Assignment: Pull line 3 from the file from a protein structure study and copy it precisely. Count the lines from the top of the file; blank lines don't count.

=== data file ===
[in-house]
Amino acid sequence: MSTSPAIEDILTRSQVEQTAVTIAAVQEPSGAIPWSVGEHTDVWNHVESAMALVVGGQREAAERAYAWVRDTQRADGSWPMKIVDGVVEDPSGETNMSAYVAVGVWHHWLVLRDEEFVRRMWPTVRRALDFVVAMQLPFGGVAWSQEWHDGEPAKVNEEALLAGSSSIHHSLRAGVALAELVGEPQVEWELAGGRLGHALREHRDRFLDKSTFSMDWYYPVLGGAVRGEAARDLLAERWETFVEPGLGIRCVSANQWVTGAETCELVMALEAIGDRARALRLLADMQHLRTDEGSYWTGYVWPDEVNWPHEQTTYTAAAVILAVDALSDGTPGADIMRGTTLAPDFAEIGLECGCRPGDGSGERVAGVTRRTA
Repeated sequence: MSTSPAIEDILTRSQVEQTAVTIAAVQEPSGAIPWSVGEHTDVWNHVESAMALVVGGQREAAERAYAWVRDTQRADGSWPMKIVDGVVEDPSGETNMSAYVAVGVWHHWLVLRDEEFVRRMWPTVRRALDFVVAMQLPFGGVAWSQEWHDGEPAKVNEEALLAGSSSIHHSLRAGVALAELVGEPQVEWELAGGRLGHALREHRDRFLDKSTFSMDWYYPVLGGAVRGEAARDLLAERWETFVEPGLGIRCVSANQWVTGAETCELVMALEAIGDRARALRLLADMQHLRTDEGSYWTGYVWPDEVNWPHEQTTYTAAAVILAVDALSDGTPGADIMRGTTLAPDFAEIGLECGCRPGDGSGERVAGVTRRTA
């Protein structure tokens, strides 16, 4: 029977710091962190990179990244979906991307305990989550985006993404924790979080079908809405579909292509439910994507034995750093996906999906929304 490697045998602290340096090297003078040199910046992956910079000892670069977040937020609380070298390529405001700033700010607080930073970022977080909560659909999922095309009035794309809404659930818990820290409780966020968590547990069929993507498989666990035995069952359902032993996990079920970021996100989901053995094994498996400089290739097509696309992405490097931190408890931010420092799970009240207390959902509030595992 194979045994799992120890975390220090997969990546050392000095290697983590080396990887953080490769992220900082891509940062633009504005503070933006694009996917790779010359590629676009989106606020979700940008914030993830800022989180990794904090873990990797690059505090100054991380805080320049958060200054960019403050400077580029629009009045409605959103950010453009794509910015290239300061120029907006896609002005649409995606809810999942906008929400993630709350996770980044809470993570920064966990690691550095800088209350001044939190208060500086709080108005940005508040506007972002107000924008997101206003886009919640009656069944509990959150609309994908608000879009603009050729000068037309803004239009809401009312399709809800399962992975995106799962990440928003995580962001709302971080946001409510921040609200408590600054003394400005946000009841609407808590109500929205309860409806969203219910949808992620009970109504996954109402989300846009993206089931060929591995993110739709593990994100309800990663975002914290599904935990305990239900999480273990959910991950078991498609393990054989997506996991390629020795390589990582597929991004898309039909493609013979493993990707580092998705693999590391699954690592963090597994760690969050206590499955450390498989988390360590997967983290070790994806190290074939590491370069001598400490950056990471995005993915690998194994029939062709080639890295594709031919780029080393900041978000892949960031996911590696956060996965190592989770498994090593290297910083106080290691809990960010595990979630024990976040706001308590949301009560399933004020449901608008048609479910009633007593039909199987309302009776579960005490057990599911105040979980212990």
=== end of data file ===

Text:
Repeated sequence: MSTSPAIEDILTRSQVEQTAVTIAAVQEPSGAIPWSVGEHTDVWNHVESAMALVVGGQREAAERAYAWVRDTQRADGSWPMKIVDGVVEDPSGETNMSAYVAVGVWHHWLVLRDEEFVRRMWPTVRRALDFVVAMQLPFGGVAWSQEWHDGEPAKVNEEALLAGSSSIHHSLRAGVALAELVGEPQVEWELAGGRLGHALREHRDRFLDKSTFSMDWYYPVLGGAVRGEAARDLLAERWETFVEPGLGIRCVSANQWVTGAETCELVMALEAIGDRARALRLLADMQHLRTDEGSYWTGYVWPDEVNWPHEQTTYTAAAVILAVDALSDGTPGADIMRGTTLAPDFAEIGLECGCRPGDGSGERVAGVTRRTA